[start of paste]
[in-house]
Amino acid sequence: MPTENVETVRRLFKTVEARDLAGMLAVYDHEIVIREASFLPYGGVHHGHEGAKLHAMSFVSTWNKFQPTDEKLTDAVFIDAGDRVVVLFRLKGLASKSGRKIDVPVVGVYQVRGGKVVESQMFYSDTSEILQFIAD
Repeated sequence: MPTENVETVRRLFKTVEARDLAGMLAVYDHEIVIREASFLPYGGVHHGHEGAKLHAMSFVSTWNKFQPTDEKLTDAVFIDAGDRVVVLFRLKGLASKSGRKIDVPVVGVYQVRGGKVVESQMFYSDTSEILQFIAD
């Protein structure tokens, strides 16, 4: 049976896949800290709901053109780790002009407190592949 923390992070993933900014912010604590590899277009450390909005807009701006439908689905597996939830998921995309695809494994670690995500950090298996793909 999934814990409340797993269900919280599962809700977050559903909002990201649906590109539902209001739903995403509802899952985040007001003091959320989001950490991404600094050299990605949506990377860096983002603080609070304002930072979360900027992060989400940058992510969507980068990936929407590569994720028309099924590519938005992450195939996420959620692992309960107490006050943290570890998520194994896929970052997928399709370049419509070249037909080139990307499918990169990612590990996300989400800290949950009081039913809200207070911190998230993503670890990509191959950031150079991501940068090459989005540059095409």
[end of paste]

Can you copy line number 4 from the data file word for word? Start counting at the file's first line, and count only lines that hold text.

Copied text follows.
């Protein structure tokens, strides 16, 4: 049976896949800290709901053109780790002009407190592949 923390992070993933900014912010604590590899277009450390909005807009701006439908689905597996939830998921995309695809494994670690995500950090298996793909 999934814990409340797993269900919280599962809700977050559903909002990201649906590109539902209001739903995403509802899952985040007001003091959320989001950490991404600094050299990605949506990377860096983002603080609070304002930072979360900027992060989400940058992510969507980068990936929407590569994720028309099924590519938005992450195939996420959620692992309960107490006050943290570890998520194994896929970052997928399709370049419509070249037909080139990307499918990169990612590990996300989400800290949950009081039913809200207070911190998230993503670890990509191959950031150079991501940068090459989005540059095409």